Spiro, Parkinson, Othmer, 1997
This CellML model has been recoded to remove the reaction element. The model runs in both PCEnv and COR but the simulation results may deviate slightly from those which are published in the original paper. We were unsure about the initial conditions used so where we were unsure we set everything to an initial concentration of 0.01 micromolar. Furthermore, where the paper clearly states that Michaelis Menten kinetics were used for the methylation reactions, and Vmax and KR appear in the equations, values for these parameters were not provided. We have derived these values from k1a, k1b and k1c (etc.) but we must highlight that these values may be incorrect. All the units have been checked and are consistent.
In 1997, Peter A. Spiro, John S. Parkinson and Hans G. Othmer published a mathematical model which examined the mechanisms of excitation and adaptation in bacterial chemotaxis (see the figure below). Chemotaxis is the process by which a cell alters its speed or frequency of turning in response to an extracellular chemical stimulus. It is an example of a signal transduction pathway, with features of extreme sensitivity, signal amplification and adaptation: bacteria only respond to changes in their environment rather than to the absolute state of their environment.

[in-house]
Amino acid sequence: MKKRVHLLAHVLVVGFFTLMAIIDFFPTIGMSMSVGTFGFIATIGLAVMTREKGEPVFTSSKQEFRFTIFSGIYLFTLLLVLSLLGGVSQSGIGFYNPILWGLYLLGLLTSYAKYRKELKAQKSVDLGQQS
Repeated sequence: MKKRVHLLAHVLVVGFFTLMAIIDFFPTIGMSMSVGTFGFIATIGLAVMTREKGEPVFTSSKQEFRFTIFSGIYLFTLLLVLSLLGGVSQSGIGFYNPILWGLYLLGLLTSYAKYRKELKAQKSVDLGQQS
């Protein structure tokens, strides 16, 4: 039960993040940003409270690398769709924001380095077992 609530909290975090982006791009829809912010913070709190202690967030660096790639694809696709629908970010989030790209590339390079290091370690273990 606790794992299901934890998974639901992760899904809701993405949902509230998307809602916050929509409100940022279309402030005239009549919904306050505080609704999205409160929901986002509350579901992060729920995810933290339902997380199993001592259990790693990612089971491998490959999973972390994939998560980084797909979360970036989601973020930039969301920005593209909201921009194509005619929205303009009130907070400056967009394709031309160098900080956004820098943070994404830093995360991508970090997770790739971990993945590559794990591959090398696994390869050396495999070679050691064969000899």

In their model, Peter A. Spiro, John S. Parkinson and Hans G. Othmer describe how the phosphorylation cascade and signal amplification account for the extreme bacterial sensitivity to stimuli and how the receptor's multiple methylation states allow adaptation to occur.
The complete original paper reference is cited below:
A model of excitation and adaptation in bacterial chemotaxis, Peter A. Spiro, John S. Parkinson and Hans G. Othmer, 1997, Proc. Natl. Acad. Sci. USA , 94, 7263-7268. (Full text and PDF versions of the article are available to subscribers on the PNAS website.) PubMed ID: 9207079
|A rendering of a bacterial chemotaxis pathway.|
In CellML, models are thought of as connected networks of discrete components. These components may correspond to physiologically separated regions or chemically distinct objects, or may be useful modelling abstractions. This model has 61 components representing chemically distinct objects (23 chemical species and 38 reactions) and one component defined for modelling convenience which stores the universal variable time. Because this model has so many components, its CellML rendering would be complex. For an example of a CellML rendering of a reaction pathway see The Bhalla Iyengar EGF Pathway Model, 1999.